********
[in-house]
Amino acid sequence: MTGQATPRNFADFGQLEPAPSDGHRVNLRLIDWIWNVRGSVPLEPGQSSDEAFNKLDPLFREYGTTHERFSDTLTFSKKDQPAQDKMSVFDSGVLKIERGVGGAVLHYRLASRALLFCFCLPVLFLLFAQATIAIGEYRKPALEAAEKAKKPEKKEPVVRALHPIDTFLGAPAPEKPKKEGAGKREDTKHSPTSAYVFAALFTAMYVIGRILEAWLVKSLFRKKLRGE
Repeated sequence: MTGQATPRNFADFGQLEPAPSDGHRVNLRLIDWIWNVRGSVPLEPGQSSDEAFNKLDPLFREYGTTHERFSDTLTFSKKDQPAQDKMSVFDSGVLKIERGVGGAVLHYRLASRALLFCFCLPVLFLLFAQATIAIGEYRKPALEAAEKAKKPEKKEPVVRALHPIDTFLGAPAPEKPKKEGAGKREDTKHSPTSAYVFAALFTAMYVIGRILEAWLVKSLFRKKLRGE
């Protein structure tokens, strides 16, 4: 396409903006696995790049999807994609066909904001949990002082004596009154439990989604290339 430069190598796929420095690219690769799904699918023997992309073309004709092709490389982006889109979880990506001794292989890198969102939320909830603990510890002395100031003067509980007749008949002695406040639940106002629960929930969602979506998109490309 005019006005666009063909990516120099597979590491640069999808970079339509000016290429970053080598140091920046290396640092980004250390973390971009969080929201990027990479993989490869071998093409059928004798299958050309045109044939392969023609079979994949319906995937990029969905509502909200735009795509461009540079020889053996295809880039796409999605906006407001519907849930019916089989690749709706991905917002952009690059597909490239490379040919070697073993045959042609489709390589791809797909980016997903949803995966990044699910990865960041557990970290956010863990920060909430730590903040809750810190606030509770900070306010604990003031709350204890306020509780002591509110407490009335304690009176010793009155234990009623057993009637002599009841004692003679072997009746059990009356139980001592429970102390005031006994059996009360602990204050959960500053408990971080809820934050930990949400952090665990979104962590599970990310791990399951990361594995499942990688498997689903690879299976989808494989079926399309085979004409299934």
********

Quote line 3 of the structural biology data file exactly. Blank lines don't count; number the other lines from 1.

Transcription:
Repeated sequence: MTGQATPRNFADFGQLEPAPSDGHRVNLRLIDWIWNVRGSVPLEPGQSSDEAFNKLDPLFREYGTTHERFSDTLTFSKKDQPAQDKMSVFDSGVLKIERGVGGAVLHYRLASRALLFCFCLPVLFLLFAQATIAIGEYRKPALEAAEKAKKPEKKEPVVRALHPIDTFLGAPAPEKPKKEGAGKREDTKHSPTSAYVFAALFTAMYVIGRILEAWLVKSLFRKKLRGE